I actually started making some clear and significant progress on this a few months back, and then ran into this brick wall in the form of a deeply enraged and utterly terrified little internal child who categorically refuses to participate in anything that might lead me toward freedom someday. I refuse to give up on myself, but I’m not going to pretend that it isn’t frustrating to find that the piece of transformation I’ve most wanted to experience for literally years is being denied to me by my own internal resistance.

      My first encounter with a severe narcissist didn’t happen until after I was around your age, and he was quite happy to take advantage of my mental and emotional state to manipulate me into relating to him almost like a substitute father. It took me a long time to accept that he had only ever seen me as an object to be used and manipulated for his own purposes and to let go of the idea of ever being loved by him, but it wasn’t until after I got him completely out of my life that I was able to start making progress in some of the many ways I needed to.

      I’m not sure what would be the best next step for you, but please know that you are less alone than you probably feel. I personally have benefited a great deal from therapy, and will continue to seek that out until such time as I no longer find it helpful. For years I was able to get help at a clinic that had both an income-based sliding scale and a scholarship fund that kept the help I needed affordable even when I was such a wreck that all I could hold down were fairly low-paying jobs. Perhaps there is something similar in your area.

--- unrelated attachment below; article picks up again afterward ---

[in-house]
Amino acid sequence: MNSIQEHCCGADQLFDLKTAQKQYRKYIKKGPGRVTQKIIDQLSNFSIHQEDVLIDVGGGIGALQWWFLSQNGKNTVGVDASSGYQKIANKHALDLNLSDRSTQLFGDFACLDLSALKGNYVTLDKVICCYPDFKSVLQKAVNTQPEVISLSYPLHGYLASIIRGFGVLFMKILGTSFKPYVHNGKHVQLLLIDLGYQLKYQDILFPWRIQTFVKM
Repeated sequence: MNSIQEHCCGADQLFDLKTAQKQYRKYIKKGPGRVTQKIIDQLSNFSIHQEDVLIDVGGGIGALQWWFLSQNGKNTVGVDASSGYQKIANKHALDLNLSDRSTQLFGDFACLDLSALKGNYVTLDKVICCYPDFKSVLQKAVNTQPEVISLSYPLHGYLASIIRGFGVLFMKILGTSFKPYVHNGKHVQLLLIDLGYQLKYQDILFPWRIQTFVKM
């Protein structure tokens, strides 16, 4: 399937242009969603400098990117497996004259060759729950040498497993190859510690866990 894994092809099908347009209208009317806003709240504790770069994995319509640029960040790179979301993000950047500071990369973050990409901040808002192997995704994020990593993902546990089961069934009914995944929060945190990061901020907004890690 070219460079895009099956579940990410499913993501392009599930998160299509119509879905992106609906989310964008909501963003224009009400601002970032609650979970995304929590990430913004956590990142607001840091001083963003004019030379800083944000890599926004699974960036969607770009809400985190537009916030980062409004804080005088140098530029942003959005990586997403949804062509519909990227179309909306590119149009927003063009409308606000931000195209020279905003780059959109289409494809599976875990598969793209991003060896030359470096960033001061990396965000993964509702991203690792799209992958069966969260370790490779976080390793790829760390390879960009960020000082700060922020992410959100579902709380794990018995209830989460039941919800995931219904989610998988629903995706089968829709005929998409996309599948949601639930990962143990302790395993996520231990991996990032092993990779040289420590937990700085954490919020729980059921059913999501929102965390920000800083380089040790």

I wish you all the best, and very much hope that you don’t give up on yourself. The challenges ahead of you aren’t going to be easy, but change is possible. I might not yet have experienced the change I most want, but that doesn’t change the fact that I’m already vastly different from who I once was, and I like the current me an awful lot more than the old me. Sooner or later, this current obstacle will also be overcome, and I look forward to finding out what life is like when it’s possible to actually feel it when people love me.

      Don’t give up on yourself, and if there’s a voice that says that you have to be able to do this on your own, don’t listen to it.